Norwegian authorities killed Freya, a 1,300-pound walrus who rose to fame this summer by sinking boatsthey announced on Sunday, saying she was euthanized due to public safety concerns caused by the crowd she was attracting.
“The decision to euthanize the walrus was made based on an overall assessment of the continuing threat to human safety,” Fisheries Branch Frank Bakke-Jensen said. said in a press release.
“Highly qualified and trained personnel carried out the order in accordance with current routines and regulations for the euthanasia of marine mammals,” Bakke-Jensen added.
The walrus — whose name refers to the Norse goddess of fertility and love – rose to fame over the past few months as she cruised the country’s coastline, damage boats and ships after boarding to rest for days or weeks at a time. But she was spotted as early as 2019, according to Rune Aae, a doctoral student in science education at the University of Southeastern Norway who mapped Freya’s journey through photos taken by scientists and amateur photographers, who have shared the images on social media. and online databases.
On Sunday, Aae criticized officials’ decision to kill Freya in a Facebook post, calling the move “too hasty” and “completely unnecessary”. He noted that there was enough following from Freya to ensure audiences could avoid her and that there would be fewer spectators with summer vacation ending soon.
Norwegian media reported on Freya’s travels this summer, and Norwegians have flocked to the Oslo coast in recent weeks to watch her eat, sleep and rest. The fact that walruses typically live in herds in the Arctic added to the attraction, making her presence solo off the coast of the capital – around 1,200 miles from where scientists believe she came from – all the more unexpected.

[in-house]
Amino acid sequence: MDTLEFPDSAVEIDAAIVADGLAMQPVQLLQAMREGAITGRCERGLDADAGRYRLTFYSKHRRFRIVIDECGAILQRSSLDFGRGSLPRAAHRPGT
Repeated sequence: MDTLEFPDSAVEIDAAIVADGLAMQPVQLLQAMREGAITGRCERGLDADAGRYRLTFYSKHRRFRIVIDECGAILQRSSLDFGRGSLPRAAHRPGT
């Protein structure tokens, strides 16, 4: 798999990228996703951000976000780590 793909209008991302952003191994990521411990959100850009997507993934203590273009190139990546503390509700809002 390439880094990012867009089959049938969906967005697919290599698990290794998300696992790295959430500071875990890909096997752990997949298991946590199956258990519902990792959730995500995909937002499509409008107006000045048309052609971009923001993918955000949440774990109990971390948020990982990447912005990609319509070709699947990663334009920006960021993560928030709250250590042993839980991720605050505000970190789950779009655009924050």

Experts said she was drawn to boats because they reminded her of Arctic ice floes and advised boat owners to avoid her and park their boats so they are harder for Freya to access.
More walruses hunt on land as climate change melts the ice in the Arctic, increasing competition for food, which may explain the extent of Freya’s travels.
The Directorate of Fisheries said in a statement last month that “euthanasia is out of the question” and the “last option” given that walruses are a protected species in Norway.
There are approximately 225,000 walruses in the world, according to the World Wide Fund for Nature.
Thursday, the agency warned in statement that euthanasia was an optionnoting that onlookers gathered within yards of the walrus to take pictures, throw objects and swim.
“Animal welfare is clearly compromised. The walrus is not getting enough rest and the professionals we are talking to believe she is stressed,” Nadia Jdaini, senior communications adviser at the Fisheries Directorate, said in the statement.
Freya posed a “high” threat of potential harm to fans and spectators who did not follow official guidelines to keep their distance from her, according to the statement issued on Sunday.
“We have carefully studied all possible solutions. We concluded that we could not ensure animal welfare by any means available,” Bakke-Jensen said.
He added that his department had discussed the possibility of moving Freya with the Norwegian Institute of Marine Research, but that “the high complexity of such an operation made us conclude that it was not a viable option”.
“There were several animal welfare issues associated with a possible relocation,” he added.
Erlend Asta Lorentzen, communications adviser at the Norwegian Institute of Marine Research, told NBC News via email on Friday that “moving the walrus would be a difficult process, also because tranquilizing carries a risk of drowning.”
Norwegian media reports on the news of Freya’s death reflect her growing fame. “The famous walrus Freya is dead“, we read. “The murder of the famous walrus captures the attention of the international community“, read another report.
“We have sympathy that the decision may provoke public reaction, but I am convinced that it was the right call. We have great respect for the welfare of animals, but the life and the human security must come first,” said Bakke-Jensen. .
Caroline Radnofsky contributed.